Editorial: Dam in Brazil threatens tribe's way of life in Amazon

"The Kayapó tribe is an indigenous community currently residing in Brazil’s tropical rainforest around the tributaries of the Xingu River. Recently Dilma Vana Rousseff, Brazil's president, authorized the construction of a dam that will not only wipe out the rainforest, but will destroy the lives of the Kayapó people.

Twenty thousand to 40,000 people including tribe members will be displaced and over 400 hectares of rainforest will be demolished. The complete lack of respect for the tribe and its land is incredibly disturbing; those affected can no longer be brushed aside.

This battle is not a new one for the tribe. Talk of building a dam in the Amazon has been going on since 1975. In the 1980s plans for the Belo Monte Dam were put forth and the fight against what would be the world's third-largest hydroelectric dam began. The Kayapó tribe has been able to hold the government off from moving forward on such a project, and has generated much support for their cause throughout the years. The protests, including a five-day-long media conference, gained worldwide attention. The World Bank denied funding to build the dam and a Brazilian federal court deemed construction illegal."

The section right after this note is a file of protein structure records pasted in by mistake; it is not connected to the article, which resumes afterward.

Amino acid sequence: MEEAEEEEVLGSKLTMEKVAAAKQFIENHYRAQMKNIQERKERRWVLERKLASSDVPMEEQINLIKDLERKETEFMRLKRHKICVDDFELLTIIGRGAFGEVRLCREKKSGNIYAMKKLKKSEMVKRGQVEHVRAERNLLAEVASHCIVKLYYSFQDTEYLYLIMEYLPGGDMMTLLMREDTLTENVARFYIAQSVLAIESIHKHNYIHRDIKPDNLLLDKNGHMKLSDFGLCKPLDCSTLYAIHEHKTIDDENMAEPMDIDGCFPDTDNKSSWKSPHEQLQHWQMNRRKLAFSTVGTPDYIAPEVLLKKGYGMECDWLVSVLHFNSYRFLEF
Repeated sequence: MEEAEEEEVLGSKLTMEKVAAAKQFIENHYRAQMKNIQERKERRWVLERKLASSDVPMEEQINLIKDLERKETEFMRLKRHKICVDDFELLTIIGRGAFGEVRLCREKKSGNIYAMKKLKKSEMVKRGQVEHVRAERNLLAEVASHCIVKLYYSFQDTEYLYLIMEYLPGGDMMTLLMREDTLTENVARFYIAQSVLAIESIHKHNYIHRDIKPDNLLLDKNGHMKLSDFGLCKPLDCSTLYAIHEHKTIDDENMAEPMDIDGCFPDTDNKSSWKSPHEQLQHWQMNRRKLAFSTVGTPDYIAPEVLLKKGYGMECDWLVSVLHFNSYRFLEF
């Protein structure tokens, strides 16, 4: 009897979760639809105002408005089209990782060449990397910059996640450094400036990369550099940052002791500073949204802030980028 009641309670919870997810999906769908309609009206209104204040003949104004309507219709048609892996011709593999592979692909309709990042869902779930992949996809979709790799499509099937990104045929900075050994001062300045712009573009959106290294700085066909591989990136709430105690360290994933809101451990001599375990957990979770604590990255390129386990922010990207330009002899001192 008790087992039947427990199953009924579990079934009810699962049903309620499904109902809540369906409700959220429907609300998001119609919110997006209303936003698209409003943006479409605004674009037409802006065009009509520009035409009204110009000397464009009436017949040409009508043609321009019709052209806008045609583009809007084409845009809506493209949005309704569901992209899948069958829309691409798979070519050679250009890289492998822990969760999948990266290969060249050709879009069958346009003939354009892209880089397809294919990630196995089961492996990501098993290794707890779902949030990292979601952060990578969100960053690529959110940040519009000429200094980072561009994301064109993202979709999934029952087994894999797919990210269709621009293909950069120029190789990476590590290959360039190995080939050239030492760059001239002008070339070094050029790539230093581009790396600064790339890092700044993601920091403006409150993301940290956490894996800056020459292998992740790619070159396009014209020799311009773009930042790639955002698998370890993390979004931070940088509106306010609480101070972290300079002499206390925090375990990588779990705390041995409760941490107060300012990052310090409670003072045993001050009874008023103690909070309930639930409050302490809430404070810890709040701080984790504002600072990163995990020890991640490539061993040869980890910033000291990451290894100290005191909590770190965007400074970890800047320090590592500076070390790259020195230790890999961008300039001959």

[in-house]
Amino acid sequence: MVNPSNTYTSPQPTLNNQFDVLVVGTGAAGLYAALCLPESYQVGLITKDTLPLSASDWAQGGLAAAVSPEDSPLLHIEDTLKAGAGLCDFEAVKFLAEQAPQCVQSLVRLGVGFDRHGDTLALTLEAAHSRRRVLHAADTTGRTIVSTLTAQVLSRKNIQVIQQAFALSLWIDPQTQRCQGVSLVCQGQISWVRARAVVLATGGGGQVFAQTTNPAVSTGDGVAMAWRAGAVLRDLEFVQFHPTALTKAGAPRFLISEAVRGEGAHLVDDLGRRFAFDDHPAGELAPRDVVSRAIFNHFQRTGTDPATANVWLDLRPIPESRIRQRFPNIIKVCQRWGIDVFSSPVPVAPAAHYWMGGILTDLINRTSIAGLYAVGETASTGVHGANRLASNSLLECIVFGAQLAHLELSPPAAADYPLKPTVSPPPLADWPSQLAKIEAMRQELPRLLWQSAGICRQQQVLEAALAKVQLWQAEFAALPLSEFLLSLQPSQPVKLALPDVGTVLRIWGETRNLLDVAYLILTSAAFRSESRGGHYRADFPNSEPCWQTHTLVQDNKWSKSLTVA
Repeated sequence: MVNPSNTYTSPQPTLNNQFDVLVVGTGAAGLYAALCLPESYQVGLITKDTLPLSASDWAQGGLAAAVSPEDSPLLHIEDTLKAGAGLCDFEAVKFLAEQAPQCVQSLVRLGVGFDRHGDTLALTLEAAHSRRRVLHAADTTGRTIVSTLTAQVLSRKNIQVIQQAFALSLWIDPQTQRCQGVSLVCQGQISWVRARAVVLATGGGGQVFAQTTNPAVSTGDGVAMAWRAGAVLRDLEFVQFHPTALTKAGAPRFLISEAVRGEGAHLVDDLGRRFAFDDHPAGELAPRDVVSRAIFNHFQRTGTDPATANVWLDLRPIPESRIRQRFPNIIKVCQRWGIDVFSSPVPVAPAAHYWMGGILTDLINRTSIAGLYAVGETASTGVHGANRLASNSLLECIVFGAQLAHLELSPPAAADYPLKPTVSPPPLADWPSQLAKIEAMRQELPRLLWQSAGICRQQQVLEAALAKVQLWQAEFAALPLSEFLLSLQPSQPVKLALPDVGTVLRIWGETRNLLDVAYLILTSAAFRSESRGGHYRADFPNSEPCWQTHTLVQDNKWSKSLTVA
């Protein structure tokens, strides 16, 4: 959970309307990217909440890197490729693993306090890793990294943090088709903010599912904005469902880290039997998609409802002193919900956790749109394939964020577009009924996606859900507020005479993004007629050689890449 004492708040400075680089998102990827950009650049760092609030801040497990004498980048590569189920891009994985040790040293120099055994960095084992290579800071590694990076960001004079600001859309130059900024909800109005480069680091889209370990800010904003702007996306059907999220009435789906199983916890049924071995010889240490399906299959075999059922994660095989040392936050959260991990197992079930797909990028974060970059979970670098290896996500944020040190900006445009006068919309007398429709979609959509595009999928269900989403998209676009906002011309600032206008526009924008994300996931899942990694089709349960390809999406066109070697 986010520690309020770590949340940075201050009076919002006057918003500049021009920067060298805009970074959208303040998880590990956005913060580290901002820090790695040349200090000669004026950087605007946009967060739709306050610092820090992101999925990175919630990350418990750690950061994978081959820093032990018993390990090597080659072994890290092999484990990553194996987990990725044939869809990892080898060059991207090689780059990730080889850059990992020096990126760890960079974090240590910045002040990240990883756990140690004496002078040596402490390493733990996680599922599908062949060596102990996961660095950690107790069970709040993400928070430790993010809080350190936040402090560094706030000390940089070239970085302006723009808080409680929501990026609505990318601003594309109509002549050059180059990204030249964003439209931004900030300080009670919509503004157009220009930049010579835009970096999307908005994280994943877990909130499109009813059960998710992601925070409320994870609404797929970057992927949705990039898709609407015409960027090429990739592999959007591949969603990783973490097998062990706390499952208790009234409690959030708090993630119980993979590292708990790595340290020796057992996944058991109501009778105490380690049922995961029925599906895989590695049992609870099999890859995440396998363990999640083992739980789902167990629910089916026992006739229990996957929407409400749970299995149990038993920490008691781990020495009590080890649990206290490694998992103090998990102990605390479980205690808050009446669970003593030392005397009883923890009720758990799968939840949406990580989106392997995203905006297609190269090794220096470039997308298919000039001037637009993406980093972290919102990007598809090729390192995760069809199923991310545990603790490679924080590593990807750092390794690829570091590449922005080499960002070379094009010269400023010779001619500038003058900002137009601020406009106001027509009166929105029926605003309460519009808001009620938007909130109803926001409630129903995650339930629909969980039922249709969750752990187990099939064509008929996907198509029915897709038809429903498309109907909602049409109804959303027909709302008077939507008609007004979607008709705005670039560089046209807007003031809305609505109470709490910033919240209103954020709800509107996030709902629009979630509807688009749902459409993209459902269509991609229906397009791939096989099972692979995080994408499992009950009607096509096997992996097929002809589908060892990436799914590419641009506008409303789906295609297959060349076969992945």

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Editorial: Indigenous Amazon tribe endangered by dam construction (The Lamron 2/7)

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